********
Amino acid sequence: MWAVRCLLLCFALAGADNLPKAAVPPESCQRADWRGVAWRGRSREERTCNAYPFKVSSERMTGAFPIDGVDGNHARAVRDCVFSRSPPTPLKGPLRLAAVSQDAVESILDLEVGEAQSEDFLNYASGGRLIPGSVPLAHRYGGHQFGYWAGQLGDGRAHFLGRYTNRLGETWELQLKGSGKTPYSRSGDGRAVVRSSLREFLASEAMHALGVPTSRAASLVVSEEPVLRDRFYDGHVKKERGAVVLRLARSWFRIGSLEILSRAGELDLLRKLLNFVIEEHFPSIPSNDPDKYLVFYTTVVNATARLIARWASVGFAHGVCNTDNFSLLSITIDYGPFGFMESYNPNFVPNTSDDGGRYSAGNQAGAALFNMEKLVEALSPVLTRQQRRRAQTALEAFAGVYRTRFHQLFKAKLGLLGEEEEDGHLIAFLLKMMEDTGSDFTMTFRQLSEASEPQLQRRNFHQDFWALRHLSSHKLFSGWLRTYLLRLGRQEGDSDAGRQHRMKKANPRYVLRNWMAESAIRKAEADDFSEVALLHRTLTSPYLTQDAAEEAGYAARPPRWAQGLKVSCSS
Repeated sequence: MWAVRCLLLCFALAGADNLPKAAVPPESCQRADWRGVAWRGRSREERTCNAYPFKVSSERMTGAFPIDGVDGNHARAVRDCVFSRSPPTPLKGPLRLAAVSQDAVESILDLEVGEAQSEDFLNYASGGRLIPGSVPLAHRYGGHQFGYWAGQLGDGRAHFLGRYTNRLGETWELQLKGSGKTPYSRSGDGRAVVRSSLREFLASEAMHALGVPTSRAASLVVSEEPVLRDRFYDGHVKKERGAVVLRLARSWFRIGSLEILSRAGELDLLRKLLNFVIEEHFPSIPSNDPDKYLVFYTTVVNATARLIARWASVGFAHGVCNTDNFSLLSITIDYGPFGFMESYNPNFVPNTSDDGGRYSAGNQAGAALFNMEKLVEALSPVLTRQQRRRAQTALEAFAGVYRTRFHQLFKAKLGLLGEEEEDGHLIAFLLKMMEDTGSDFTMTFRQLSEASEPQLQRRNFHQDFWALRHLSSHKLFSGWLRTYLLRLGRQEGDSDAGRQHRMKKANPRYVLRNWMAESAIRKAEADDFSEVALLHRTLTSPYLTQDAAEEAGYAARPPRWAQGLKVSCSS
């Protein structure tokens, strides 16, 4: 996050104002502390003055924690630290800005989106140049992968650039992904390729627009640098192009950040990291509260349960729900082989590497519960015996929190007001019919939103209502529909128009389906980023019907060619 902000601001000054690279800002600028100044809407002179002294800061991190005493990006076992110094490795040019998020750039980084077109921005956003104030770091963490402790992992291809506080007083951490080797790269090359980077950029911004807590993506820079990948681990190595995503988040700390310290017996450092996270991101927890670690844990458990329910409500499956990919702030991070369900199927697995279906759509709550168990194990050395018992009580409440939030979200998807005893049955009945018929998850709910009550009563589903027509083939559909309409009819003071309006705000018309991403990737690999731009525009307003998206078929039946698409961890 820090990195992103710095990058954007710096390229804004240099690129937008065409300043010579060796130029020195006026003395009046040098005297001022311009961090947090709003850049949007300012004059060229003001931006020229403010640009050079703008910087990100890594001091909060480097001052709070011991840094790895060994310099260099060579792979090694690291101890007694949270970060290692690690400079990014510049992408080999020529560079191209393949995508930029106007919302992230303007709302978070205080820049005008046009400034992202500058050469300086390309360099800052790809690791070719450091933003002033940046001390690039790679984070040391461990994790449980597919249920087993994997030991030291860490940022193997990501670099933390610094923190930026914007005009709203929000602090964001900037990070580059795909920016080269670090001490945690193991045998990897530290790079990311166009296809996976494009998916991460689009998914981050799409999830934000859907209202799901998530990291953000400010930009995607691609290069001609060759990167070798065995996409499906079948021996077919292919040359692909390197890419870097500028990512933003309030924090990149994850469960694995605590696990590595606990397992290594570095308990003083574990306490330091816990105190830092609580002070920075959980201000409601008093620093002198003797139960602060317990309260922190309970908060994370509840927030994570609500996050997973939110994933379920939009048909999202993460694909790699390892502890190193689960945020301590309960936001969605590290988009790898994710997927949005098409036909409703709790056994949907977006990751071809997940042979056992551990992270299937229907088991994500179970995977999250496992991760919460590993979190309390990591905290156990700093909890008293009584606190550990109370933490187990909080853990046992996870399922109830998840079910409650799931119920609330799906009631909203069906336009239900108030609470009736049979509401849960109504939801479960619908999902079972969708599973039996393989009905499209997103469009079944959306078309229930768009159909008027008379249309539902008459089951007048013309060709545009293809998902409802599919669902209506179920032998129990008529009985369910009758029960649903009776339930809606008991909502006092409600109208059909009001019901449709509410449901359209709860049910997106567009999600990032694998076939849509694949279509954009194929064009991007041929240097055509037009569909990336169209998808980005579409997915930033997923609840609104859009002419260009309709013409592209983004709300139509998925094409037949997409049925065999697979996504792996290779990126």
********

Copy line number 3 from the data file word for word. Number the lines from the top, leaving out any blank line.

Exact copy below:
């Protein structure tokens, strides 16, 4: 996050104002502390003055924690630290800005989106140049992968650039992904390729627009640098192009950040990291509260349960729900082989590497519960015996929190007001019919939103209502529909128009389906980023019907060619 902000601001000054690279800002600028100044809407002179002294800061991190005493990006076992110094490795040019998020750039980084077109921005956003104030770091963490402790992992291809506080007083951490080797790269090359980077950029911004807590993506820079990948681990190595995503988040700390310290017996450092996270991101927890670690844990458990329910409500499956990919702030991070369900199927697995279906759509709550168990194990050395018992009580409440939030979200998807005893049955009945018929998850709910009550009563589903027509083939559909309409009819003071309006705000018309991403990737690999731009525009307003998206078929039946698409961890 820090990195992103710095990058954007710096390229804004240099690129937008065409300043010579060796130029020195006026003395009046040098005297001022311009961090947090709003850049949007300012004059060229003001931006020229403010640009050079703008910087990100890594001091909060480097001052709070011991840094790895060994310099260099060579792979090694690291101890007694949270970060290692690690400079990014510049992408080999020529560079191209393949995508930029106007919302992230303007709302978070205080820049005008046009400034992202500058050469300086390309360099800052790809690791070719450091933003002033940046001390690039790679984070040391461990994790449980597919249920087993994997030991030291860490940022193997990501670099933390610094923190930026914007005009709203929000602090964001900037990070580059795909920016080269670090001490945690193991045998990897530290790079990311166009296809996976494009998916991460689009998914981050799409999830934000859907209202799901998530990291953000400010930009995607691609290069001609060759990167070798065995996409499906079948021996077919292919040359692909390197890419870097500028990512933003309030924090990149994850469960694995605590696990590595606990397992290594570095308990003083574990306490330091816990105190830092609580002070920075959980201000409601008093620093002198003797139960602060317990309260922190309970908060994370509840927030994570609500996050997973939110994933379920939009048909999202993460694909790699390892502890190193689960945020301590309960936001969605590290988009790898994710997927949005098409036909409703709790056994949907977006990751071809997940042979056992551990992270299937229907088991994500179970995977999250496992991760919460590993979190309390990591905290156990700093909890008293009584606190550990109370933490187990909080853990046992996870399922109830998840079910409650799931119920609330799906009631909203069906336009239900108030609470009736049979509401849960109504939801479960619908999902079972969708599973039996393989009905499209997103469009079944959306078309229930768009159909008027008379249309539902008459089951007048013309060709545009293809998902409802599919669902209506179920032998129990008529009985369910009758029960649903009776339930809606008991909502006092409600109208059909009001019901449709509410449901359209709860049910997106567009999600990032694998076939849509694949279509954009194929064009991007041929240097055509037009569909990336169209998808980005579409997915930033997923609840609104859009002419260009309709013409592209983004709300139509998925094409037949997409049925065999697979996504792996290779990126």